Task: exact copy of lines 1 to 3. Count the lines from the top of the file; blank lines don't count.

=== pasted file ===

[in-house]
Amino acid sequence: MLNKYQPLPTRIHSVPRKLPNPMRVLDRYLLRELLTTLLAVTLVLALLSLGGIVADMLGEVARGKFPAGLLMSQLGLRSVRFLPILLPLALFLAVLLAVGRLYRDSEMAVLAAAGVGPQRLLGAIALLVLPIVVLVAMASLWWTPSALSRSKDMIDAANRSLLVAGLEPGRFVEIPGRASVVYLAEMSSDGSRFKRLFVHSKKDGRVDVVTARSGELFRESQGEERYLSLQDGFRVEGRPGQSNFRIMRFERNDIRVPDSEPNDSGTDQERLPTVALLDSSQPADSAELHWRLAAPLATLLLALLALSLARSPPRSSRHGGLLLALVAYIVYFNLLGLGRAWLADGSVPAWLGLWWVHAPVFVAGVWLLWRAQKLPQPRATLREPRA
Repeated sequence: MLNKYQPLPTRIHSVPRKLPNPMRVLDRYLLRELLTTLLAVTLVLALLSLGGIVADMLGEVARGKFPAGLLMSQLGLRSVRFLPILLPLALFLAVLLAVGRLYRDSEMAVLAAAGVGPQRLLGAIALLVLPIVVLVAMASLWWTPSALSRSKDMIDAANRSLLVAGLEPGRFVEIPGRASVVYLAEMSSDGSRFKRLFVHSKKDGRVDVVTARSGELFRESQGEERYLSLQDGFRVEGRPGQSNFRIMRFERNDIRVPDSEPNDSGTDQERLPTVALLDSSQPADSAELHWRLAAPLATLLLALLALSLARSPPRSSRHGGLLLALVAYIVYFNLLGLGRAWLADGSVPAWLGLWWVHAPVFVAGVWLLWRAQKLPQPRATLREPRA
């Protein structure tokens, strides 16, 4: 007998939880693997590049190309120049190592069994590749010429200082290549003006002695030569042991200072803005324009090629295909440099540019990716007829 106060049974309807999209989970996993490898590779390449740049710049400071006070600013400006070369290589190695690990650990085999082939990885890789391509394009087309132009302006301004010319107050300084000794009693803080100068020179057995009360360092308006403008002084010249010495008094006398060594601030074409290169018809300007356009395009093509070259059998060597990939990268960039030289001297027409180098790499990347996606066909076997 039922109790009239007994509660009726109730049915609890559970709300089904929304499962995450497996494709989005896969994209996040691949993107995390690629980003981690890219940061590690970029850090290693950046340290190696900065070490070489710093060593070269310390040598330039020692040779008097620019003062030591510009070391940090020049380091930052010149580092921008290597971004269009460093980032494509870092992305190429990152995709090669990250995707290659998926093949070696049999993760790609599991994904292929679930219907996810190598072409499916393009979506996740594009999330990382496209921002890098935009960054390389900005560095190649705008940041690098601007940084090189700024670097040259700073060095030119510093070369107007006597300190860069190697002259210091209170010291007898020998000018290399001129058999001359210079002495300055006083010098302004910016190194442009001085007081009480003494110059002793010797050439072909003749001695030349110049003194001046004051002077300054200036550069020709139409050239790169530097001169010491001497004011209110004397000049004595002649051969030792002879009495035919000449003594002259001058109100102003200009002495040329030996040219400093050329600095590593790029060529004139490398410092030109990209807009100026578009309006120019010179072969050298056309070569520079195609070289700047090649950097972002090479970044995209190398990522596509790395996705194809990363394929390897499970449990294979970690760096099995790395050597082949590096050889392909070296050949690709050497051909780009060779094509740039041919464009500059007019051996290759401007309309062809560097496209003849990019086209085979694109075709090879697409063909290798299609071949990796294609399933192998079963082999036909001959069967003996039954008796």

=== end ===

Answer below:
[in-house]
Amino acid sequence: MLNKYQPLPTRIHSVPRKLPNPMRVLDRYLLRELLTTLLAVTLVLALLSLGGIVADMLGEVARGKFPAGLLMSQLGLRSVRFLPILLPLALFLAVLLAVGRLYRDSEMAVLAAAGVGPQRLLGAIALLVLPIVVLVAMASLWWTPSALSRSKDMIDAANRSLLVAGLEPGRFVEIPGRASVVYLAEMSSDGSRFKRLFVHSKKDGRVDVVTARSGELFRESQGEERYLSLQDGFRVEGRPGQSNFRIMRFERNDIRVPDSEPNDSGTDQERLPTVALLDSSQPADSAELHWRLAAPLATLLLALLALSLARSPPRSSRHGGLLLALVAYIVYFNLLGLGRAWLADGSVPAWLGLWWVHAPVFVAGVWLLWRAQKLPQPRATLREPRA
Repeated sequence: MLNKYQPLPTRIHSVPRKLPNPMRVLDRYLLRELLTTLLAVTLVLALLSLGGIVADMLGEVARGKFPAGLLMSQLGLRSVRFLPILLPLALFLAVLLAVGRLYRDSEMAVLAAAGVGPQRLLGAIALLVLPIVVLVAMASLWWTPSALSRSKDMIDAANRSLLVAGLEPGRFVEIPGRASVVYLAEMSSDGSRFKRLFVHSKKDGRVDVVTARSGELFRESQGEERYLSLQDGFRVEGRPGQSNFRIMRFERNDIRVPDSEPNDSGTDQERLPTVALLDSSQPADSAELHWRLAAPLATLLLALLALSLARSPPRSSRHGGLLLALVAYIVYFNLLGLGRAWLADGSVPAWLGLWWVHAPVFVAGVWLLWRAQKLPQPRATLREPRA